Autonomy as a politico-economic concept: Peasant practices and nested markets
Jan Douwe van der Ploeg, Sergio Schneider
Corresponding authors: Sergio Schneider, e-mail: email@example.com
Journal of Agrarian Change, Vol.22, No.3, 2022
Abstract: This paper discusses autonomy as a set of practices that result in the production and reproduction of resources that allow for self-organization. We define autonomy as a social construct that refers to the self-organizing capacity of people, communities, and movements. Such capacity assumes both resources and agency. In that vein, our conceptualisation implies that autonomy is a relational concept: It can only emerge when and where struggles that aim at going beyond dependency (i.e., nonautonomy) concretely exist. Autonomy is three-pronged, involving a set of goal-oriented activities, a distantiation from capital, and the agency of social actors. Intertwined with these levels are peasant movements that have the capacity to develop and implement a political agenda that is not overshadowed and/or dictated by external influences. The paper illustrates this intertwining with the case of the Circuito (O Circuito), a Brazilian peasant movement that has constructed and operates an extended farmers' market and which simultaneously transforms farming practices. The Circuit is the outcome of collective action and shows the potential of multilevel performance of several actors engaged in concerted actions. In the conclusion, we suggest that the Circuit represents autonomy based on commonly pooled resources as well representing a countermovement to the destructive dynamics of food empires.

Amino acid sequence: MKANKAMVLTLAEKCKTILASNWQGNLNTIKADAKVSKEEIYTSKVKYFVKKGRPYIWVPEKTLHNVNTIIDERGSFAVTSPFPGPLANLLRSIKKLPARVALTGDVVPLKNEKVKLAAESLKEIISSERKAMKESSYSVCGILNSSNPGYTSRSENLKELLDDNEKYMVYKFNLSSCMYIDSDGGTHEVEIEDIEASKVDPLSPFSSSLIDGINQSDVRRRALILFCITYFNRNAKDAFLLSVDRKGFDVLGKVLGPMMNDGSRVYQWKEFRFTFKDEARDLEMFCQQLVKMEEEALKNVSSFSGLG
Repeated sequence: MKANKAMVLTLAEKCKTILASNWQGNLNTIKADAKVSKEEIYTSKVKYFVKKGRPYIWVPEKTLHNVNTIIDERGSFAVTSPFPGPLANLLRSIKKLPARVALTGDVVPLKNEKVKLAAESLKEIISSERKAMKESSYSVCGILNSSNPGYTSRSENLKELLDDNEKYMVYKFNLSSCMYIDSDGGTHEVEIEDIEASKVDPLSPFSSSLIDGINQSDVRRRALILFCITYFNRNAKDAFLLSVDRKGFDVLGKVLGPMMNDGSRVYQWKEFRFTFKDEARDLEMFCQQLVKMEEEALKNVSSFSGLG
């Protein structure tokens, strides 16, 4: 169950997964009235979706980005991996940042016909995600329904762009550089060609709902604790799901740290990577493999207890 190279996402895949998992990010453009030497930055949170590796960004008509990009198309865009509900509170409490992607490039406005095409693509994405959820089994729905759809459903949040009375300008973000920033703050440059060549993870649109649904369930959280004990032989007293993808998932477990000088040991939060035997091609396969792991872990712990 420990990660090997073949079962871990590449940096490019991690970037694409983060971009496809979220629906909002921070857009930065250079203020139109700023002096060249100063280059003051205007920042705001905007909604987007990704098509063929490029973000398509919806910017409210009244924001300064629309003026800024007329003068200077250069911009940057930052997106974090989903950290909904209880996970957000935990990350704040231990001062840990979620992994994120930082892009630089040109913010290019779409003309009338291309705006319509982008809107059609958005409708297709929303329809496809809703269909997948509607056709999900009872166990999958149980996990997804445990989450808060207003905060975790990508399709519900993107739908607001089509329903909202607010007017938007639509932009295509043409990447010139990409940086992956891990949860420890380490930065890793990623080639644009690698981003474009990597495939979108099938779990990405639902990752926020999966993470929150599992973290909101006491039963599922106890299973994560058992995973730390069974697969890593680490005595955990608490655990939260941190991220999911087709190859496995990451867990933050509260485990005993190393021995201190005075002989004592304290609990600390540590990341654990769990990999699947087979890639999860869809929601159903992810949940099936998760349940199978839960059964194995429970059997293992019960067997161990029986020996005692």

Keywords: agency; autonomy; Brazil; institutions; markets; peasant struggles
To link to this article: https://doi.org/10.1111/joac.12482